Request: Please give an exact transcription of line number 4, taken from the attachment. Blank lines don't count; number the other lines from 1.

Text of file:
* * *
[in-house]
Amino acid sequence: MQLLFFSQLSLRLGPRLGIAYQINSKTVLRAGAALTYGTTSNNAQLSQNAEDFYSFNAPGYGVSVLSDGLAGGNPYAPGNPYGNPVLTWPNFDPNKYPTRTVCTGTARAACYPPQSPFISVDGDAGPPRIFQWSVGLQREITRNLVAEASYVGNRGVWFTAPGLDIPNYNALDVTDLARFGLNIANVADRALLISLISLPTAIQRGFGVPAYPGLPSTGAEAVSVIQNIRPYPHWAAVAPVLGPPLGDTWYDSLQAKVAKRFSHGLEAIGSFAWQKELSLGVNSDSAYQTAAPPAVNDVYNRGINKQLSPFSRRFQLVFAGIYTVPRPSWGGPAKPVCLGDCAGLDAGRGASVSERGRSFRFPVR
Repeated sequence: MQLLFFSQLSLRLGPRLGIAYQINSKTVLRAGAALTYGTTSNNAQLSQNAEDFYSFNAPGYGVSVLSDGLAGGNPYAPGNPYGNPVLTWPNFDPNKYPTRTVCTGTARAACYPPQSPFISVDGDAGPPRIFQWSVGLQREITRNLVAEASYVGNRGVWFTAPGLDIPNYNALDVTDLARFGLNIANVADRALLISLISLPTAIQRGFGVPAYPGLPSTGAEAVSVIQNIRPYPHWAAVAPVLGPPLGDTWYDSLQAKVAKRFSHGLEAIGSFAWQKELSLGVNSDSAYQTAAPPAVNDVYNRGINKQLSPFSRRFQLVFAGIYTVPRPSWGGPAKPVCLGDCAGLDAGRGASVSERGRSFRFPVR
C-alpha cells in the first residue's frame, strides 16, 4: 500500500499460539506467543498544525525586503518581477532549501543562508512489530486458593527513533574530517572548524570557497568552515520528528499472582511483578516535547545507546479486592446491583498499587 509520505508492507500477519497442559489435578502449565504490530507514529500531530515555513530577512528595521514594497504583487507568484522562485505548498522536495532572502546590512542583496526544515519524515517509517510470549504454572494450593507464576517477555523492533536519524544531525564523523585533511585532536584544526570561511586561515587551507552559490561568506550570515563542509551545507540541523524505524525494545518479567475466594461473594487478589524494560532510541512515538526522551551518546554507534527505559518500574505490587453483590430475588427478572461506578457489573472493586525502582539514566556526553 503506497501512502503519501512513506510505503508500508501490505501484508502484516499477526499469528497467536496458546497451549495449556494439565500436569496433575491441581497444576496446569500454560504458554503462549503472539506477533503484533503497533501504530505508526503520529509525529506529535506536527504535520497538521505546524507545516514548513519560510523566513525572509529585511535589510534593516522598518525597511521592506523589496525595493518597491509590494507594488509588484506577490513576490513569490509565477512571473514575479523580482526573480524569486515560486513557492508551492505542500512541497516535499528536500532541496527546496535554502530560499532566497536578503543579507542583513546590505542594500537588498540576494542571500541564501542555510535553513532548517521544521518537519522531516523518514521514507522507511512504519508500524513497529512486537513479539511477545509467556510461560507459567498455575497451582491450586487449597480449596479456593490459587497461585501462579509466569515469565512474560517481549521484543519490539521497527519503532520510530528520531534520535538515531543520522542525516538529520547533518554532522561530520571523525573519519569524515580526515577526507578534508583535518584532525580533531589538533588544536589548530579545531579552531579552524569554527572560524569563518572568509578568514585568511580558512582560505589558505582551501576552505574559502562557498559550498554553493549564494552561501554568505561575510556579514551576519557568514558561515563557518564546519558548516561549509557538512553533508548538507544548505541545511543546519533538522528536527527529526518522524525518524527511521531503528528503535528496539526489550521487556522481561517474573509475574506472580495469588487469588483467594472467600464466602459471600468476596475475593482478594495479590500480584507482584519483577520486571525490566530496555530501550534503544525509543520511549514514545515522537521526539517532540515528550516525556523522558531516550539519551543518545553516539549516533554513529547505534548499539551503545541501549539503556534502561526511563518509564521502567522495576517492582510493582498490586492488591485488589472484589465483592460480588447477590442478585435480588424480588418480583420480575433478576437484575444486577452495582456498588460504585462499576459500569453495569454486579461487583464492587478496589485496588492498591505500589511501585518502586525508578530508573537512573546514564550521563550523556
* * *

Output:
C-alpha cells in the first residue's frame, strides 16, 4: 500500500499460539506467543498544525525586503518581477532549501543562508512489530486458593527513533574530517572548524570557497568552515520528528499472582511483578516535547545507546479486592446491583498499587 509520505508492507500477519497442559489435578502449565504490530507514529500531530515555513530577512528595521514594497504583487507568484522562485505548498522536495532572502546590512542583496526544515519524515517509517510470549504454572494450593507464576517477555523492533536519524544531525564523523585533511585532536584544526570561511586561515587551507552559490561568506550570515563542509551545507540541523524505524525494545518479567475466594461473594487478589524494560532510541512515538526522551551518546554507534527505559518500574505490587453483590430475588427478572461506578457489573472493586525502582539514566556526553 503506497501512502503519501512513506510505503508500508501490505501484508502484516499477526499469528497467536496458546497451549495449556494439565500436569496433575491441581497444576496446569500454560504458554503462549503472539506477533503484533503497533501504530505508526503520529509525529506529535506536527504535520497538521505546524507545516514548513519560510523566513525572509529585511535589510534593516522598518525597511521592506523589496525595493518597491509590494507594488509588484506577490513576490513569490509565477512571473514575479523580482526573480524569486515560486513557492508551492505542500512541497516535499528536500532541496527546496535554502530560499532566497536578503543579507542583513546590505542594500537588498540576494542571500541564501542555510535553513532548517521544521518537519522531516523518514521514507522507511512504519508500524513497529512486537513479539511477545509467556510461560507459567498455575497451582491450586487449597480449596479456593490459587497461585501462579509466569515469565512474560517481549521484543519490539521497527519503532520510530528520531534520535538515531543520522542525516538529520547533518554532522561530520571523525573519519569524515580526515577526507578534508583535518584532525580533531589538533588544536589548530579545531579552531579552524569554527572560524569563518572568509578568514585568511580558512582560505589558505582551501576552505574559502562557498559550498554553493549564494552561501554568505561575510556579514551576519557568514558561515563557518564546519558548516561549509557538512553533508548538507544548505541545511543546519533538522528536527527529526518522524525518524527511521531503528528503535528496539526489550521487556522481561517474573509475574506472580495469588487469588483467594472467600464466602459471600468476596475475593482478594495479590500480584507482584519483577520486571525490566530496555530501550534503544525509543520511549514514545515522537521526539517532540515528550516525556523522558531516550539519551543518545553516539549516533554513529547505534548499539551503545541501549539503556534502561526511563518509564521502567522495576517492582510493582498490586492488591485488589472484589465483592460480588447477590442478585435480588424480588418480583420480575433478576437484575444486577452495582456498588460504585462499576459500569453495569454486579461487583464492587478496589485496588492498591505500589511501585518502586525508578530508573537512573546514564550521563550523556